The Benefits of Doing Nothing in Mali?

“All things considered, any outside power trying to counter extremists would be best advised to support Tuareg aspirations.”

“With the subsequent formation of AFRICOM as a separate “combatant command” in the US military, the rise of AQIM has been, to those of an aggressive turn of mind, something of a godsend.”

“… those who feel a natural and irresistible urge to do something – anything – about a potential threat are perhaps not the ones to make definitive judgments about what, precisely, ought to be done.”

“In northern Mali, all politics revolves around the Tuaregs and their desire for independence from governments controlled by hostile ethnic groups. If there is a need to counter Ansar al-Dine, that end would best be accomplished by leveraging the desires of the Tuaregs who, before being usurped by Ansar al-Dine, had taken the opportunity afforded by a coup in Bamako to seize much of the north and to declare an independent “Azawad”.”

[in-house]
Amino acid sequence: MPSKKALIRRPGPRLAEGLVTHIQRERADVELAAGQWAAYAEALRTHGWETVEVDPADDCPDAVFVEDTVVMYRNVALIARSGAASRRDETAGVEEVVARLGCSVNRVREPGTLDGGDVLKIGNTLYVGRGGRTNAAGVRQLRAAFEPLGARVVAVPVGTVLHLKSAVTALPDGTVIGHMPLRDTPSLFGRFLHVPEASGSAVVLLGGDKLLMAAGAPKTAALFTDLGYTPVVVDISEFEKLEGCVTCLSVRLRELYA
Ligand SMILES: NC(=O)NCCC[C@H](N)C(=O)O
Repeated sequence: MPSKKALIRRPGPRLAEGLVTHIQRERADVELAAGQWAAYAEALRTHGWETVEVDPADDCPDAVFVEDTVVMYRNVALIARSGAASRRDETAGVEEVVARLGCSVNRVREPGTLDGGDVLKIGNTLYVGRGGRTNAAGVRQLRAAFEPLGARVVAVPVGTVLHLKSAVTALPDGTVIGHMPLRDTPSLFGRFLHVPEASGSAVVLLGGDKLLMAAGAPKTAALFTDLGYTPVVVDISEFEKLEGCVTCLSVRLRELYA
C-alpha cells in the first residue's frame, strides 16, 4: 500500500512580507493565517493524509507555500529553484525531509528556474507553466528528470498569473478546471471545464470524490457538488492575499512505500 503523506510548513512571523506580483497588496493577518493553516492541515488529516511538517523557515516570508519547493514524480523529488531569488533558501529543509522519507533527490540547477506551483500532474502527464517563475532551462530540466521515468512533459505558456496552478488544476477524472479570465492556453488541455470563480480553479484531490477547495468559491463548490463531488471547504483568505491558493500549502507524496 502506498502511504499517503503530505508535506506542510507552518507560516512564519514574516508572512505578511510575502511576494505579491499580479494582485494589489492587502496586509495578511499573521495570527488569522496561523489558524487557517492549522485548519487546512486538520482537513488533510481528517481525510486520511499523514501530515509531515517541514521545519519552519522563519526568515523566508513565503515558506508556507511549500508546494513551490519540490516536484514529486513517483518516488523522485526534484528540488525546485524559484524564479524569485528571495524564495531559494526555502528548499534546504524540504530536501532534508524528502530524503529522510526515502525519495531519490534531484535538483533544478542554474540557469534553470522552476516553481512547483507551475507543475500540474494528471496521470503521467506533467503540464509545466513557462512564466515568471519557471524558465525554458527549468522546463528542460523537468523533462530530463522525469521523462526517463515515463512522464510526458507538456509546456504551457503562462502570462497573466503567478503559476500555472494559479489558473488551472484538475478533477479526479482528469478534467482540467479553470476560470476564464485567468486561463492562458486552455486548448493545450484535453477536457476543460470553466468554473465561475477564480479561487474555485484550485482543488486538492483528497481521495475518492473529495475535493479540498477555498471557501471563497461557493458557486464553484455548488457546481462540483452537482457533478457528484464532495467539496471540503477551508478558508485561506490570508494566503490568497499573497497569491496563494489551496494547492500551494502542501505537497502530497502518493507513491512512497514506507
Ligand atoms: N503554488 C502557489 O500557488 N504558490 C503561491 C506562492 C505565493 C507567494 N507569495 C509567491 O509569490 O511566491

“…supporting regional governments deemed repressive by the Tuaregs, to include a government in Bamako which, in addition to its other defects, is deemed illegitimate by the global community, is likely to be strongly counter-productive.”

“… the best course open to the US…might well be to continue to watch, wait – and do nothing.”

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About The Jade(d) Warrior

Decades of walking the path of the warrior in service to noble ideals leaves one, well...jaded.
This entry was posted in Geopolitics, Strategy, Terrorism and tagged , , , , , , , , , , . Bookmark the permalink.

One Response to The Benefits of Doing Nothing in Mali?

  1. E A M Harris says:

    I agree. It may be tempting to interfere, but the local people know best and can eventually sort things out for themselves.

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